KINGSVILLE, Mo. – A standing-room-only crowd packed the barn to bid on 131 Show-Me-Select replacement heifers at the Kingsville Livestock Auction, Saturday, Nov. 27. Average price was $1,435.
With rapid bidding, top-selling heifers went for $1,600. They were in six lots with 18 head of Simmental-crossbred heifers consigned by Crooks Farm of Leeton, Mo.
Bob Nuelle, Higginsville, Mo., had two top lots that sold for an average of $1,550. They were Angus-cross heifers. All heifers sold were part of the Show-Me-Select Replacement Heifer Program started by University of Missouri Extension in 1997. All are bred to high-scoring proven sires with calving-ease and carcass qualifications. All were pregnancy-checked and guaranteed to be with calf for 30 days after the sale.
A week earlier, at the first of five Show-Me-Select sales to be held this fall, 355 heifers averaged $1,273 at Joplin Regional Stockyards, Carthage Mo. Top price of $1,500 each went to 23 heifers from three consignors. Since there is not a Show-Me-Select sale in south-central Ozarks, heifers from that region went to the southwest sale. Buyers were from as far away as Dalhart, Texas, said Eldon Cole, MU Extension livestock specialist, Mount Vernon, Mo.
At the Kingsville sale, David Hoffman, MU Extension livestock specialist, Harrisonville, Mo., said he worked with producers since before the heifer breeding season. “These heifers will work for you and become good mama cows. They will have longevity in the herd.”
Expected calving dates are given on all heifers, especially those bred by artificial insemination. At the Kingsville sale, both Crooks Farm and Nuelle Farm have been long-term participants in the MU Extension heifer-development program and sale.
“The sale shows that management and proven genetic background adds value to heifers,” said David Patterson, MU Extension beef reproduction specialist.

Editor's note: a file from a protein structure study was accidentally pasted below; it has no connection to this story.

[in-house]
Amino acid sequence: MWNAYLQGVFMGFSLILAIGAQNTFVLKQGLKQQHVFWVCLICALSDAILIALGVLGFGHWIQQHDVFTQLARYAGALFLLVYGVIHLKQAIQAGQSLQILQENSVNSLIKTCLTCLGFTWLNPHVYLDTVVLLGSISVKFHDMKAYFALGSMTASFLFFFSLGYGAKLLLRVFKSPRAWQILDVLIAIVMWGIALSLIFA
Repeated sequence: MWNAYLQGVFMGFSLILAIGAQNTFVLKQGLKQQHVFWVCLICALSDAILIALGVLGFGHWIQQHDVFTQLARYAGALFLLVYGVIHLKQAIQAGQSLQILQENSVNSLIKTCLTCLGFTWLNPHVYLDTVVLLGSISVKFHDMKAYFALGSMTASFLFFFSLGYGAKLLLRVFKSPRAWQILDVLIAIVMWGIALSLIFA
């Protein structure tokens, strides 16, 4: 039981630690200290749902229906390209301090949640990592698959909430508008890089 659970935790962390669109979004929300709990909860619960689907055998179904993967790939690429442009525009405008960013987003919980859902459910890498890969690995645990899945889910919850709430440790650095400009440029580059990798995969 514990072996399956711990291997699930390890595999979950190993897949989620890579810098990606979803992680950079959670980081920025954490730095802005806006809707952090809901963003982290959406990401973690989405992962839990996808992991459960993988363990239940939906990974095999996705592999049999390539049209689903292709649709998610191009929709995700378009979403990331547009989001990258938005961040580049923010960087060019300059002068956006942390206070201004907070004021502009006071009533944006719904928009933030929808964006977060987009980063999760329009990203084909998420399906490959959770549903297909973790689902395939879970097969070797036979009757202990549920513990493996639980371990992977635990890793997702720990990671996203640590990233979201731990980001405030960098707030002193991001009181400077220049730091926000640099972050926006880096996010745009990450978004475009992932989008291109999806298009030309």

“The sale shows how quickly a beef herd can be upgraded by using top sires in the breed with proven high-accuracy EPDs (Expected Progeny Differences),” said Patterson, who brought the heifer-development plan to Missouri.
Regional extension livestock specialists work with the producers starting at weaning time. Herds can be enrolled in the value-added program starting in January for the fall sales next year. Surveys of buyers show they like the lower death rate and reduced labor at calving time. Using calving-ease sires boosts success. Anticipated calving dates allow more attention at birth. All heifers are given pelvic exams before breeding season to measure reproductive tract score and pelvic openings. Heifers that cannot successfully have a calf are culled at that time. The first criterion for sire selection is calving ease, then carcass, weaning weight or other needed characteristics can be added. On sale day, market graders from the Missouri Department of Agriculture check the heifers upon arrival at the auction barn. Those not meeting requirements are sent home. All heifers qualified for the sale wear a black and gold ear tag with the trademarked SMS logo.
Information on heifer genetics is included in a sale catalog handed out on sale day. The catalog provides value-added information.
Long-term producers now sell Tier Two heifers, offspring of high-accuracy, proven AI sires. More producers are retaining ownership of the heifer’s steer mates to obtain cutout data to show the carcass premiums.
Three more sales will be held:
Dec. 4, Fruitland, Mo, 1 p.m. Call Roger Eakins, 573-243-3581.
Dec. 4, Green City, Mo., 1 p.m. Call Chris Zumbrunnen, 660-265-4541.
Dec. 11, Palmyra, Mo., 12:30 p.m. Call Al Kennett, 573-985-3911.
Information on the sales can be obtained on the SMS website at agebb.missouri.edu/select.